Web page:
In "Atlantic Crossing," Winterson becomes a middle-aged businessman of the mid-20th century, accidentally assigned to share his second-class cabin with a young black woman on a transatlantic crossing. In the realm of event, little happens, but in its depth of perception and what it tells of the nuances of regret, the story is as rich as a novel in another writer's hands. A few scant pages later, Winterson becomes a kind of lost female Homer, telling Orion's story from Artemis's point of view: "When she returned she saw this huge rag of a man eating her goat, raw.... His reputation hung about him like bad breath." In "The Poetics of Sex," she creates a lesbian love story that evokes her characters' personalities as explicitly as their erotic pleasures. "The 24-Hour Dog," the story of a woman writer returning a puppy she had thought to adopt, is remorseless as a psychological thriller in the squirmy depths it plumbs: "I had made every preparation, every calculation, except for those two essentials that could not be calculated: his heart and mine." Read The World and Other Places twice, once for instruction, once for joy. --Joyce Thompson --This text refers to the Hardcover edition.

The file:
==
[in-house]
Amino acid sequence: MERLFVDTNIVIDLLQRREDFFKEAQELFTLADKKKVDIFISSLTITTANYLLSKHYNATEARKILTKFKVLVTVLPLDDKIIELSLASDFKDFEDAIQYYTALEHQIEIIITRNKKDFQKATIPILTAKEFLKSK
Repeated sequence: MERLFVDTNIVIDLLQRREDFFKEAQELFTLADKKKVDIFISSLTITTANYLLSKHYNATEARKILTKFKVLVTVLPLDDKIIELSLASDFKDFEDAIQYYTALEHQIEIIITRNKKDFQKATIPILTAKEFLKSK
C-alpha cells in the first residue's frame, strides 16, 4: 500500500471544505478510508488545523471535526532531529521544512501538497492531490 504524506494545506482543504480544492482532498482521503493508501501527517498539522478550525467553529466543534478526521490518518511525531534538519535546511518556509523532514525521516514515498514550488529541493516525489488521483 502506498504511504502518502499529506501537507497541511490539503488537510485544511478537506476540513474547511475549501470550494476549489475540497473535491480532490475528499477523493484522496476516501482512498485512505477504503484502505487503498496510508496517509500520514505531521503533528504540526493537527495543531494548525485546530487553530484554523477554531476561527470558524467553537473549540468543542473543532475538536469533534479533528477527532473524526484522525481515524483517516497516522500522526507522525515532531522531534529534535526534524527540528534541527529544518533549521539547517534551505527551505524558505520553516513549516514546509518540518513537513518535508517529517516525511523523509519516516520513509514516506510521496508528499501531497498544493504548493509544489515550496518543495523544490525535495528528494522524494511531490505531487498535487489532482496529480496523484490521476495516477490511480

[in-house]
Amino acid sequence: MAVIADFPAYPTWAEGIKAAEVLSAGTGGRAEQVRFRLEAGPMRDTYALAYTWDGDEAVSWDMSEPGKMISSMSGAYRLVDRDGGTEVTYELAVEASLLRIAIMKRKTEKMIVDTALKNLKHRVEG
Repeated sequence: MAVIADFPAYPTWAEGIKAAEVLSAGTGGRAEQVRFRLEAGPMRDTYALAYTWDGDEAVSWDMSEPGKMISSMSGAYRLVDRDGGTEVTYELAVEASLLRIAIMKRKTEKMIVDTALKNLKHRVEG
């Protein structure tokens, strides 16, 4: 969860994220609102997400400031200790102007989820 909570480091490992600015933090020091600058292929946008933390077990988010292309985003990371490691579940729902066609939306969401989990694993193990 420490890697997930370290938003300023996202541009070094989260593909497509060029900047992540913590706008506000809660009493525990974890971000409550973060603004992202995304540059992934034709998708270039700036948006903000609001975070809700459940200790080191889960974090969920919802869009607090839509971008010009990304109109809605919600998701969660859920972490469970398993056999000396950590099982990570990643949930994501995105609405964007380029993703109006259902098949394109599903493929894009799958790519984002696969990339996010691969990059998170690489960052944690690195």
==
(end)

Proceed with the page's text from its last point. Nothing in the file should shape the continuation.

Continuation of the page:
Having read the rest of Winterson's in-print books this year, this volume of short stories proved a lovely, fitting end. Read morePublished on Dec 31 2001 by Ellen C. Falkenberry
This book is beautiful. Like all her work, it overflows with passion and poetry.Published on July 3 2001
one of my favorite winterson books, ever. a magical twisting ride through fantastic landscapes. 17 lucious and sometimes bizarre stories transport you out of reality for awhile.Published on July 20 2000